August 10, 2015
Accounting for the Immeasurable in a Goal-Driven Environment
By Drew Hendricks
With more and more data at our fingertips, the pressure to use it, and use it effectively, can seem insurmountable. Business has always been goal-oriented, but with the increasing number of tools for analyzing data and tracking progress, there seems to be little room for anything that is immeasurable. We have come to view measurable and valuable as synonymous, when in fact the former is simply one way to gauge the latter.
As anyone in marketing knows, there is often a disconnect between these two terms, and the value of many marketing initiatives is not always directly measurable. According to marketing reporter Patrick Spenner, “The key is: How to secure consensus among senior, non-marketing decision-makers on which marketing activities are worth measuring and which aren’t, but are still valuable to do.”
This may be true, but another question arises from the other side of the equation: How can company leaders ensure that everyone on their team is in fact contributing something valuable if the value of certain teams cannot be directly measured in the same way as others?
1. Maintain company values across all teams.
To a certain degree, accepting strategies that aren’t directly measurable comes down to the faith you have in your team. If you can hire employees who are truly stellar in their field and have a certain degree of raw intelligence, it will be much easier to trust them with decisions and strategies that are not directly measurable.
When hiring, keep a list of qualities that are absolutely non-negotiable. Take, for example, the talent network Toptal. The company prioritizes goals reached, not hours worked, so finding team members that are goal-oriented is of the utmost importance. Toptal has always prioritized hiring engineers to maintain this goal-driven environment, and continues to prioritize problem-solving ability even in positions that are less analytical.
If you can make sure every member of your team is on the same page with the rest of the company in terms of long-term goals, then it is easier to be confident that they are on the right track when it comes to strategies that are less measurable.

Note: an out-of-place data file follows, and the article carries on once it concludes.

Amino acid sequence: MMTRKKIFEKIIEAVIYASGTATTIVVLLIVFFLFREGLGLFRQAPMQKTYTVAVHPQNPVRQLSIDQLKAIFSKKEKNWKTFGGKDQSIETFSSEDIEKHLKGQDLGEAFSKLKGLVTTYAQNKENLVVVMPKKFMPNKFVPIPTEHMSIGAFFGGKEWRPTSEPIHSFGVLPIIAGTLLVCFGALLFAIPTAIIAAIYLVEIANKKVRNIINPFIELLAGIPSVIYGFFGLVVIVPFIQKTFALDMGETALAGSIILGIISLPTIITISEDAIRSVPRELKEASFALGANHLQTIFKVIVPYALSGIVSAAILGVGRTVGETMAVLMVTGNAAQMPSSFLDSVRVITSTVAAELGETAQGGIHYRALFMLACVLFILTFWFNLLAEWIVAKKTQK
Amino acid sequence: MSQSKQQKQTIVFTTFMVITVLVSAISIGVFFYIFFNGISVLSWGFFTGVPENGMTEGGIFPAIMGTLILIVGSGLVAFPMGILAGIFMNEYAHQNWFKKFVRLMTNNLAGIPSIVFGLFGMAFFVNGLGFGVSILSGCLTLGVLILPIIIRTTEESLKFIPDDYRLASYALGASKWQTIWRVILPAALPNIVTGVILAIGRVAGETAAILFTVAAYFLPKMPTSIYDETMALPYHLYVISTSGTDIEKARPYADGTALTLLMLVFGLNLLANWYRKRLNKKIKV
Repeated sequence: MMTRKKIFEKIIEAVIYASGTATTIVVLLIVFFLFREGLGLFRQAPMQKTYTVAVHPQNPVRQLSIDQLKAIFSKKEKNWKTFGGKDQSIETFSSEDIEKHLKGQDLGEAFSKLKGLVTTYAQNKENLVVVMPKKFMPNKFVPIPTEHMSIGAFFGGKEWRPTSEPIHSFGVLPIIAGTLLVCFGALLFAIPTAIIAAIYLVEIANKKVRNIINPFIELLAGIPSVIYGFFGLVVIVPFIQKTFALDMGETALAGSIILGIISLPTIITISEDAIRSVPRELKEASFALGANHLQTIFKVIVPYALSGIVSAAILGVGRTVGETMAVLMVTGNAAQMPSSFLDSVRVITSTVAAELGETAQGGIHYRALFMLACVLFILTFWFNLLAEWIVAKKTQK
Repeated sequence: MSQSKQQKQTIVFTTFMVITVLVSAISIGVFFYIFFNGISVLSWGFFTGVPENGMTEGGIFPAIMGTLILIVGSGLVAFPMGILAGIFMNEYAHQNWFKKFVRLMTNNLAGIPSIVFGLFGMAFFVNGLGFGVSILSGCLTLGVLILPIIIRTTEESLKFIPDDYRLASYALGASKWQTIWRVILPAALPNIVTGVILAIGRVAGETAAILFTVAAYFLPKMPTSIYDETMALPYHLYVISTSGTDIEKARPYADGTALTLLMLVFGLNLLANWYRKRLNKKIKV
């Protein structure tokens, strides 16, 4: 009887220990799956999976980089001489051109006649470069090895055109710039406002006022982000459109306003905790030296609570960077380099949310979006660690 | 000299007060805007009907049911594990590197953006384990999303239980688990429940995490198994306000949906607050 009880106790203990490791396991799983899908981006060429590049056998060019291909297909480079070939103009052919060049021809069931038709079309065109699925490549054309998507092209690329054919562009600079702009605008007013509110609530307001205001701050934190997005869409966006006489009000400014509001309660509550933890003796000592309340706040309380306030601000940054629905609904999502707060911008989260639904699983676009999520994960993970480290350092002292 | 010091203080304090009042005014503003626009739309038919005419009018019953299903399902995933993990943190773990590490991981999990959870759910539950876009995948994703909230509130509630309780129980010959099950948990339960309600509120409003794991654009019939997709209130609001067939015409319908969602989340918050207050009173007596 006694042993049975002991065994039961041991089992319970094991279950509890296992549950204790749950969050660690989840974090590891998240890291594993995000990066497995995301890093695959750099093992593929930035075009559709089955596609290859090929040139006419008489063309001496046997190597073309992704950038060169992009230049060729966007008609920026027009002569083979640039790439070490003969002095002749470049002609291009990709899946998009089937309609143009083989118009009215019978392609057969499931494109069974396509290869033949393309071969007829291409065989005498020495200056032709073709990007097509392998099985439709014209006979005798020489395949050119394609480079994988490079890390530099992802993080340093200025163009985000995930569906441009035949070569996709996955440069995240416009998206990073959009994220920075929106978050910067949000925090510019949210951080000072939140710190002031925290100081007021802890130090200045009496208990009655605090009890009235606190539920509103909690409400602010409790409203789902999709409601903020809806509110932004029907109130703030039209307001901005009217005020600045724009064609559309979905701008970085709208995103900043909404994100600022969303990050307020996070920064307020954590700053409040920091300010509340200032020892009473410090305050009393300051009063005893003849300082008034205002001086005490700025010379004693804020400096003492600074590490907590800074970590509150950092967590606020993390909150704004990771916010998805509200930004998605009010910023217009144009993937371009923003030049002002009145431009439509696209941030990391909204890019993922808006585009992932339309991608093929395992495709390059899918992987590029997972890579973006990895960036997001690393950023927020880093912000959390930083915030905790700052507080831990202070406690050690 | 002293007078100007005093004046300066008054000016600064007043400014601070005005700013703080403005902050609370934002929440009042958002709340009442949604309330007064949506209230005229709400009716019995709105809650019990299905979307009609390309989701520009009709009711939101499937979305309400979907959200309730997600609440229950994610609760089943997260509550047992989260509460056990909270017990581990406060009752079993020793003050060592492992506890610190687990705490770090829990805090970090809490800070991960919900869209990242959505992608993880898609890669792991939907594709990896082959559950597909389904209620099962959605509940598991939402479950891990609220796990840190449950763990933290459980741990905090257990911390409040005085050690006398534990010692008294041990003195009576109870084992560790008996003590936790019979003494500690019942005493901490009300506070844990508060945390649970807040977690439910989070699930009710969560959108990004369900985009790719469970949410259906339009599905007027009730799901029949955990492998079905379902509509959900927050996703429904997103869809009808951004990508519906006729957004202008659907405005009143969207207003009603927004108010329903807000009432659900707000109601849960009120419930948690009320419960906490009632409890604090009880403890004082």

2. Understand what customers value.
As a company, of course you care about things like large-scale user acquisition, clients, and sales increases. Your customers value other things entirely. According to Harvard Business Review, “A small but growing number of suppliers in business markets draw on their knowledge of what customers value, and would value, to gain marketplace advantages over their less knowledgeable competitors.”
How can understanding what your customers value aid your business on the road to success? Well, first of all, you can create and focus on customer value models. These data-driven representations can help you figure out the worth of what it is exactly that you are providing for your customers by comparing their costs and benefit.
But before you can do this, you must understand what you are talking about when you talk about value. According to HBR, value in business markets can be defined as “the worth in monetary terms of the technical, economic, service, and social benefits a customer company receives in exchange for the price it pays for a market offering.” If you can figure out a way to add more value to your customers, whether it’s in experience, service, or something else, you can improve their perception of your business independent of price.
Although it may seem relatively abstract, this method of understanding what customers value can help when attempting to measure the immeasurable.
3. Poll your employees.
Employee sentiment for your brand can often reflect how your customers feel about your brand as well, and employees are often much easier to track and poll. After all, they are right there in your office.
When Jonathan Copulsky served as CMO of Deloitte (News - Alert), he created the Practitioner Confidence Index, a tool that measured how confident employees were in the company’s ability to be the best at what it does. Copulsky came up with this idea based on the belief that there’s a high correlation between employee advocacy and customer advocacy. According to Copulsky, “Employees who understand, advocate, and are loyal to the brand create a good platform [for] customers that feel the same.”
If you can find out what your employees think about your brand, it might teach you something about how your customers perceive it as well. Some CMOs value this metric so much that they even disclose employee advocacy numbers in annual reports.
Many of the things that seem immeasurable in B2B marketing can actually be streamlined and measured if you are creative enough, but this should not bring a pressure to measure every single metric all the time. Data and evidence is important, but you must also realize that not everything in marketing is measurable in the same way something like customer acquisition or sales is. As a CMO or other marketing executive, you must be clear about this with other c-level executives, while continuing to measure and automate what you can.
Edited by Andrew Bindelglass